Today’s Wonder of the Day was inspired by Ms. Noble's Grade 3 Class from Barrie. Ms. Noble's Grade 3 Class Wonders, “How are rocks made” Thanks for WONDERing with us, Ms. Noble's Grade 3 Class!
Do you like to know how things are made? For example, when you order a grilled cheese sandwich, do you like to know what kind of bread and cheese are going to be used? If you don't want a Swiss cheese on rye sandwich, then you probably have an interest in how your sandwich is constructed.
But what about the bread and the cheese? Are you curious about how those products are made? Sometimes it's easy to see how things come to be the way they are. For bread, it's easy to follow a recipe that shows how ground grains are combined with other ingredients to produce the bread that comes hot and fresh out of the oven.
For other things, though, it's not nearly as easy to figure out how they're made. Take rocks, for example. Can you look at a rock and determine how it came to be? Unless you're a geologist, the answer is probably "no." So how are those hard lumps of mineral matter made?
That's a bit of a trick question, though, because there are three main types of rocks: igneous, sedimentary, and metamorphic. And, of course, each type forms differently. Let's take a look at each type of rock and how it comes to be.
Igneous rocks form when melted rock cools into a solid. This can happen underground, where liquid rock is found in the form of magma, or above the ground, where lava is released during a volcanic eruption. Common examples of igneous rocks include granite, basalt, pumice, and obsidian.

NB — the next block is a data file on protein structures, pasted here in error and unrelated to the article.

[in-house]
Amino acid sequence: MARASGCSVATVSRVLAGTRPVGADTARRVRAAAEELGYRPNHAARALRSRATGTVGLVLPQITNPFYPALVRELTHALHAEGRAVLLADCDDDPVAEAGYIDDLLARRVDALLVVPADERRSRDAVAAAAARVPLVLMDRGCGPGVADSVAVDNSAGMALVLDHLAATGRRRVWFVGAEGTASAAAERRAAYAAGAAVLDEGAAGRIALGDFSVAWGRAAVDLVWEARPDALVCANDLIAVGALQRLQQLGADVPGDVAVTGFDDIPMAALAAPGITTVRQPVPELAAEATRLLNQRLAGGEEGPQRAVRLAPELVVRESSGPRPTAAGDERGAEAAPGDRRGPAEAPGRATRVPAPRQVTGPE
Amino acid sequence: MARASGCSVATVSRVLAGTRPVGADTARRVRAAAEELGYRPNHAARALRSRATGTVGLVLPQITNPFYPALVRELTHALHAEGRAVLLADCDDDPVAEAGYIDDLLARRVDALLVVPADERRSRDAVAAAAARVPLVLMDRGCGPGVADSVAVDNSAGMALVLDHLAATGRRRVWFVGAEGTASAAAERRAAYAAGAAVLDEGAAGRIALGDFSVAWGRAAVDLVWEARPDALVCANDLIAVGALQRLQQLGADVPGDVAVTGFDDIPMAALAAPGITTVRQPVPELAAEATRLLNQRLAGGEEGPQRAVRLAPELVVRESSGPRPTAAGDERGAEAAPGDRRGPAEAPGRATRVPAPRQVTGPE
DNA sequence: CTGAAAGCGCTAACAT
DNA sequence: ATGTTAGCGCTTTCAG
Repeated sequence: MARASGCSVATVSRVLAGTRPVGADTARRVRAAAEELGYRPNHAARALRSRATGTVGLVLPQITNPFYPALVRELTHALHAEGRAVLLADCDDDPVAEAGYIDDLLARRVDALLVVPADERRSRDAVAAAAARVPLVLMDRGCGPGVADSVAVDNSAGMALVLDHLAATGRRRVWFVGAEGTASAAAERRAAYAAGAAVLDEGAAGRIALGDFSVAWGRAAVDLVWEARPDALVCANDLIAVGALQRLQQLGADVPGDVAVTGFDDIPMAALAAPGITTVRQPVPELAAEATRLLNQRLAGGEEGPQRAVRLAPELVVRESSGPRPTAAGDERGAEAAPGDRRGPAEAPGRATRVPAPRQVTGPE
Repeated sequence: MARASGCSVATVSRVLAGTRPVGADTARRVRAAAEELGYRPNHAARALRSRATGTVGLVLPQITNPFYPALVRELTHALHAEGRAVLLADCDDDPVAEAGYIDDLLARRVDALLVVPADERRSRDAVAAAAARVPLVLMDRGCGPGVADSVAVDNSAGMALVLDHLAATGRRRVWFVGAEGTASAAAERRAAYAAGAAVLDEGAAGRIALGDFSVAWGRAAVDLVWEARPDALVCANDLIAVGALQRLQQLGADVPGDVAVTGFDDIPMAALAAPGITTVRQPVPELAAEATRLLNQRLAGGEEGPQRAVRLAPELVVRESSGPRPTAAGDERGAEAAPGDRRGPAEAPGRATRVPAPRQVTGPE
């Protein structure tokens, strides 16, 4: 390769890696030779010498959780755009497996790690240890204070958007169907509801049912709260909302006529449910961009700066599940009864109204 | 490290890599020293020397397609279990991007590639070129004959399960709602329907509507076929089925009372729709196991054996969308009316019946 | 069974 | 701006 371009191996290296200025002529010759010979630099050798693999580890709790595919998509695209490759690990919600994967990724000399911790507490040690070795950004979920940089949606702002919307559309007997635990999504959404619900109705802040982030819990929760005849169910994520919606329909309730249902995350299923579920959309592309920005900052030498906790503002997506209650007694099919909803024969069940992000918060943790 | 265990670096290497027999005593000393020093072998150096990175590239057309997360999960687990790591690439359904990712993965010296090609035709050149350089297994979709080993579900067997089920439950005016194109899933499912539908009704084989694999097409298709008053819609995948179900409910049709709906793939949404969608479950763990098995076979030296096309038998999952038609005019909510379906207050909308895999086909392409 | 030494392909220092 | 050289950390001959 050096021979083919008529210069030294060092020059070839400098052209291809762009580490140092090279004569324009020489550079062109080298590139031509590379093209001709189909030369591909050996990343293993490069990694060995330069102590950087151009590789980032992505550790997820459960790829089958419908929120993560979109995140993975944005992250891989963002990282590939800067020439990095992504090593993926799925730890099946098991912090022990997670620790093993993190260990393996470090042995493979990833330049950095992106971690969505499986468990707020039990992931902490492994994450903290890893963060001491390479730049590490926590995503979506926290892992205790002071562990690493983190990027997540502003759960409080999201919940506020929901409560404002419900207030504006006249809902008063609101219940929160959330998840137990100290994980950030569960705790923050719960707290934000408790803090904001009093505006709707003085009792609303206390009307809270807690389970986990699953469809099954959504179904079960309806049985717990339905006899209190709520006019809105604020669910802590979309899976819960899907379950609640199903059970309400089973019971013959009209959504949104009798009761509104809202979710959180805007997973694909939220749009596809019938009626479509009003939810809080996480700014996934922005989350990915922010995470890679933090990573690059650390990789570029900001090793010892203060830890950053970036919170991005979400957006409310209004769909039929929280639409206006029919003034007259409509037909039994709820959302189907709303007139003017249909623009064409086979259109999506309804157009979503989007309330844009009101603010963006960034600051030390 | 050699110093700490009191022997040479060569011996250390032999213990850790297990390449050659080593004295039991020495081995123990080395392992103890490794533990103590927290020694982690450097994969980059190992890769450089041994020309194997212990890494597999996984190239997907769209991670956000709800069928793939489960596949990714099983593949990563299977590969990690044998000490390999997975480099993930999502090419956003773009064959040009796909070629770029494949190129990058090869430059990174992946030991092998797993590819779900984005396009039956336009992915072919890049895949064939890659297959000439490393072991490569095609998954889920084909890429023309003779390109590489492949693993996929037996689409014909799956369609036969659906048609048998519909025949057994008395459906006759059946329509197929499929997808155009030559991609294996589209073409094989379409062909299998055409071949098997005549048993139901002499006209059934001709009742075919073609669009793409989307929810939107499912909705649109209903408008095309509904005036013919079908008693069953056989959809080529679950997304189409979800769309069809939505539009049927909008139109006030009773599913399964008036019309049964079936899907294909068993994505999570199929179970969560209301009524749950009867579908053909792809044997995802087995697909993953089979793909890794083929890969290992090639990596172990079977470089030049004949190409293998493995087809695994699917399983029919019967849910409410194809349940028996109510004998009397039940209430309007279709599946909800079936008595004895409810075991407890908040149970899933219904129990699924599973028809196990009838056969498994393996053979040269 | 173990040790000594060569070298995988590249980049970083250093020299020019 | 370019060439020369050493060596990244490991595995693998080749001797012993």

While igneous rocks can form in a matter of minutes as lava erupts and cools quickly on Earth's surface, sedimentary rocks can take millions of years to form. When soil and surface materials erode over time, they leave layers of sediments.
Over long periods of time, layer upon layer of sediments form, putting intense pressure on the oldest layers. Under great pressure and heat, lower layers of sediments eventually turn into rocks. Common examples of sedimentary rocks include sandstone, limestone, and shale.
Metamorphic rocks are the products of rocks that have undergone changes. If you're familiar with the term as it describes the change a caterpillar goes through to become a butterfly, then you'll understand that the term also applies to rocks that change in form.
Metamorphic rocks may have started out as igneous, sedimentary, or even another type of metamorphic rock. Changes in these rocks are spurred either by collisions that occur at the boundaries of colliding tectonic plates or intense heat and pressure underground. Common types of metamorphic rocks include marble, soapstone, slate, and gneiss.
Although they might seem rather permanent, rocks actually change over the course of millions of years as part of what scientists call the rock cycle. For example, a volcano erupts, spewing lava that turns into igneous rock.
Over time, weather erodes that igneous rock, turning it into small pieces of sediment. In turn, those pieces of sediment become layers of compacted sediment that turn into sedimentary rock over the course of millions of years.
Over millions of more years, that sedimentary rock gets buried under other rocks and ends up deep underground. Heat and pressure deep in the Earth's crust turn the sedimentary rock into metamorphic rock, and the cycle can start all over again! Of course, rocks don't have to follow this exact progression. There's a nearly endless variety of ways rocks can turn from one type into another in a never-ending cycle.